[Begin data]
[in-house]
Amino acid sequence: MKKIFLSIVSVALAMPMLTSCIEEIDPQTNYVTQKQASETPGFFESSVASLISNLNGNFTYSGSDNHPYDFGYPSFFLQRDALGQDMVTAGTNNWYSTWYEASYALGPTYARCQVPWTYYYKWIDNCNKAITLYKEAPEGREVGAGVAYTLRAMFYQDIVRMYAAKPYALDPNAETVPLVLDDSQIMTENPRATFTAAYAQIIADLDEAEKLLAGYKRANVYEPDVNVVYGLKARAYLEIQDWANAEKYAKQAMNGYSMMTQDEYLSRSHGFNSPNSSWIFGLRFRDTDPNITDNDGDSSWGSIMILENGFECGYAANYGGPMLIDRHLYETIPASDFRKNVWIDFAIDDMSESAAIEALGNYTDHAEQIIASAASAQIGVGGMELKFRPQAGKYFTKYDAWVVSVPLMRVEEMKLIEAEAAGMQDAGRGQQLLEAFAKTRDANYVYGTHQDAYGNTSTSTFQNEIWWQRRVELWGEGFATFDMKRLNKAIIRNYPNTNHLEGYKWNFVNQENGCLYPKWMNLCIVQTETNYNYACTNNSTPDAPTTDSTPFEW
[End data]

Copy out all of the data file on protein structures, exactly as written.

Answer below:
[in-house]
Amino acid sequence: MKKIFLSIVSVALAMPMLTSCIEEIDPQTNYVTQKQASETPGFFESSVASLISNLNGNFTYSGSDNHPYDFGYPSFFLQRDALGQDMVTAGTNNWYSTWYEASYALGPTYARCQVPWTYYYKWIDNCNKAITLYKEAPEGREVGAGVAYTLRAMFYQDIVRMYAAKPYALDPNAETVPLVLDDSQIMTENPRATFTAAYAQIIADLDEAEKLLAGYKRANVYEPDVNVVYGLKARAYLEIQDWANAEKYAKQAMNGYSMMTQDEYLSRSHGFNSPNSSWIFGLRFRDTDPNITDNDGDSSWGSIMILENGFECGYAANYGGPMLIDRHLYETIPASDFRKNVWIDFAIDDMSESAAIEALGNYTDHAEQIIASAASAQIGVGGMELKFRPQAGKYFTKYDAWVVSVPLMRVEEMKLIEAEAAGMQDAGRGQQLLEAFAKTRDANYVYGTHQDAYGNTSTSTFQNEIWWQRRVELWGEGFATFDMKRLNKAIIRNYPNTNHLEGYKWNFVNQENGCLYPKWMNLCIVQTETNYNYACTNNSTPDAPTTDSTPFEW